MEMORANDUM OPINION AND ORDER
ED KINKEADE, District Judge.
Before the Court is Defendants' Rule 12(b)(6) Motion to Dismiss Claims in Plaintiffs' First Amended Class Action Complaint and Brief in Support (Doc. No. 18). Plaintiffs White Glove Staffing, Inc., and Carolyn Clay brought this employment discrimination and retaliation suit against Defendants Methodist Hospitals of Dallas and Dallas Methodist Hospitals Foundation. Methodist argues White Glove lacks standing to bring discrimination and retaliation claims under Title VII of the Civil Rights Act of 1964, discrimination and retaliation claims under Texas Commission on Human Rights Act (TCHRA), and a discrimination claim under 42 U.S.C. § 1981.
After carefully considering the motions, White Glove's response to Methodist's motion to dismiss, Methodist's reply to White Glove's response to the motion to dismiss, supporting briefs, and the applicable law, the Court
I. Factual Background
White Glove, a staffing agency, began contract negotiations to provide servers, prep cooks, dishwashers, and set-up crews for Methodist. During these initial negotiations, Methodist allegedly informed White Glove that the head chef preferred Hispanic employees. Before entering a contract, Methodist asked White Glove to provide Methodist with a prep cook. White Glove sent Plaintiff Carolyn Clay. Clay is African American. Clay worked for Methodist for only a few days before Methodist told White Glove that Clay was not working out and asked White Glove to send someone else. The next day, White Glove sent Clay back to Methodist because White Glove could not find another prep cook on short notice. Methodist asked Clay to leave. Methodist contacted White Glove and allegedly stated the head chef only wanted Hispanic employees. Later that day, Methodist ended contract negotiations and informed White Glove that it would not enter any contracts with White Glove.
II. Legal Standard for 12(b)(6) Motion to Dismiss
Rule 12(b)(6) allows a defendant to challenge the plaintiff's complaint for "failure to state a claim upon which relief can be granted." FED. R. CIV. P. To withstand a 12(b)(6) motion to dismiss, the complaint must state the grounds upon which the plaintiff is entitled to relief such that the right to relief is not merely speculative but "plausible." Bell Atlantic Corp. v. Twombly, 550 U.S. 544, 555-56 (2007). To meet this plausibility standard, the complaint must include sufficient facts to support the claim and not conclusory statements "devoid of `further factual enhancement.'" Ashcroft v. Iqbal, 556 U.S. 662, 678 (2009)(quoting Twombly, 550 U.S. at 557). When considering a motion to dismiss, the court must accept all facts alleged in the complaint as true and consider the complaint as a whole. Tellabs, Inc. v. Makor Issues & Rights, Ltd., 551 U.S. 308, 322 (2007).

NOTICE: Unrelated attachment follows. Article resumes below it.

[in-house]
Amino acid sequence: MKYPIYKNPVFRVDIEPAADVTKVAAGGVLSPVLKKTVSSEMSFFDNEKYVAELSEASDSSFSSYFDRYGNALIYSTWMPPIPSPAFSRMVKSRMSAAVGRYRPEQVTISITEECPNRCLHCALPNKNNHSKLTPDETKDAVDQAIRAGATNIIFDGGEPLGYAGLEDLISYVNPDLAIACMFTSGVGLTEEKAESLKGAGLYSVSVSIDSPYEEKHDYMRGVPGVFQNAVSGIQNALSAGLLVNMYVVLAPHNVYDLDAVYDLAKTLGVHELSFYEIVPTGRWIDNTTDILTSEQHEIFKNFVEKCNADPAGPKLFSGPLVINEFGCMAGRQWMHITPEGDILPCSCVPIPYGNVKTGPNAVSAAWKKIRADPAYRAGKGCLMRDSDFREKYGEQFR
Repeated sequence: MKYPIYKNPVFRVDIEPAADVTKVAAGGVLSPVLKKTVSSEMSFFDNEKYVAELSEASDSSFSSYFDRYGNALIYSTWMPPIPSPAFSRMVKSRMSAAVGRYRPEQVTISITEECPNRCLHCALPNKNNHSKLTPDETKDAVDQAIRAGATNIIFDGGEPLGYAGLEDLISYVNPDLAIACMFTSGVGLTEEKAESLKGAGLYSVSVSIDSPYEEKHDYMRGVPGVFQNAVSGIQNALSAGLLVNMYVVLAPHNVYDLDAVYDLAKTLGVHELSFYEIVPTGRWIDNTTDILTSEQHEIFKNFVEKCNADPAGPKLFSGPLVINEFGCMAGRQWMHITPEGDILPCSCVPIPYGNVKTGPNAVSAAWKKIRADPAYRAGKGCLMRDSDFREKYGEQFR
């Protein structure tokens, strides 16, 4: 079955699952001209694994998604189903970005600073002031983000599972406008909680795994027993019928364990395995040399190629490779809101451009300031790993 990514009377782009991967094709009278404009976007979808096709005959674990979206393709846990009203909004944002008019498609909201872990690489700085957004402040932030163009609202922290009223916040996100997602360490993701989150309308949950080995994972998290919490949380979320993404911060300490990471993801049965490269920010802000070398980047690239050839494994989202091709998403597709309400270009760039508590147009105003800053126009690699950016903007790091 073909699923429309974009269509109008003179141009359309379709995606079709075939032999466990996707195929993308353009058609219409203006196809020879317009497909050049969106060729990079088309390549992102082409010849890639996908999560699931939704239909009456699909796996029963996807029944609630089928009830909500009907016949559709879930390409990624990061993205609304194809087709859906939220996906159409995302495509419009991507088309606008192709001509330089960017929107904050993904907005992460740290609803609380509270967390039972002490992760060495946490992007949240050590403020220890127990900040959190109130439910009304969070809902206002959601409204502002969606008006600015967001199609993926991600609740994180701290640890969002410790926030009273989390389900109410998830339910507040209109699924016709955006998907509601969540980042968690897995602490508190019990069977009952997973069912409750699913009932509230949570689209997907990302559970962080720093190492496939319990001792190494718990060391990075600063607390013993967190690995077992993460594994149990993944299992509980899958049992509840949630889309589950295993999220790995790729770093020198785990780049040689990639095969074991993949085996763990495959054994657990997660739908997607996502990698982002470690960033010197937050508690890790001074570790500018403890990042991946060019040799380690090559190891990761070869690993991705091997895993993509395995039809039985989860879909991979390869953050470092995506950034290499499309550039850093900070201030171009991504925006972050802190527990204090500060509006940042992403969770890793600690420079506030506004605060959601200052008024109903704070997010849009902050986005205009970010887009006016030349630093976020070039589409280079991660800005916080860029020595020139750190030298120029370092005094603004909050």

III. Analysis of White Glove's Standing
Methodist contends White Glove does not have standing to bring the discrimination and retaliation claims under Title VII and TCHRA and the discrimination claim under 42 U.S.C. § 1981. Methodist argues White Glove did not have an employment relationship with Methodist and, therefore, does not have standing to bring Title VII claims and TCHRA claims. Methodist also argues White Glove, as a corporation, lacks the racial identity to have standing to bring a § 1981 discrimination claim.
a. Because White Glove and Methodist Do Not Have an Employment Relationship, White Glove Lacks Standing to Bring the Title VII Claims.
An employer unlawfully discriminates against an individual under Title VII when the employer "fails or refuses to hire or to discharge any individual, or otherwise to discriminate against any individual with respect to his compensation, terms, conditions, or privileges of employment, because of such individual's race, color, religion, sex, or national origin." 42 U.S.C. § 2000e-2(a). To allege a retaliation claim under Title VII, a plaintiff must show: "(1) he engaged in an activity protected by Title VII; (2) he was subjected to an adverse employment action; and (3) a causal link exists between the protected activity and the adverse employment action." Davis v. Dall. Area Rapid Transit, 383 F.3d 309, 319 (5th Cir. 2004).
A plaintiff must not only have Article III standing to bring a Title VII claim but also Title VII standing. Thompson v. N. Am. Stainless, LP, 562 U.S. 170, 177-78 (2011). A party has standing under Title VII when the injured person "falls within the `zone of interests' sought to be protected by the statutory provision whose violation forms the legal basis for his complaint." Id. In determining whether a plaintiff falls within this "zone of interests," courts examine the employment relationship between the parties. Id. Title VII claims "necessarily involve an employment relationship." Diggs v. Harris Hosp.— Methodist, Inc., 847 F.2d 270, 272 (5th Cir. 1988). To determine whether a plaintiff is an employee for Title VII purposes, courts apply the hybrid economic realities/common law control test. Id. This test considers "the economic realities of the work relationship," and the amount of control the principal has over how the work is performed as well as other factors. Id. at 272-73. Independent contractors lack the employee-employer relationship required by Title VII claims. Broussard v. L.H. Bossier, Inc., 789 F.2d 1158, 1160 (5th Cir. 1986).
Here, White Glove is a corporation, not an individual. White Glove was not an employee of Methodist but was negotiating a staffing contract with Methodist. Before completing negotiations, White Glove provided a prep cook per Methodist's request. In providing the prep cook, White Glove acted as an independent contractor. The facts indicate White Glove and Methodist were negotiating a contract in which White Glove would act as an independent contractor. As an independent contractor, White Glove did not have an employment relationship with Methodist and, thus, lacks standing to bring Title VII discrimination and retaliation claims.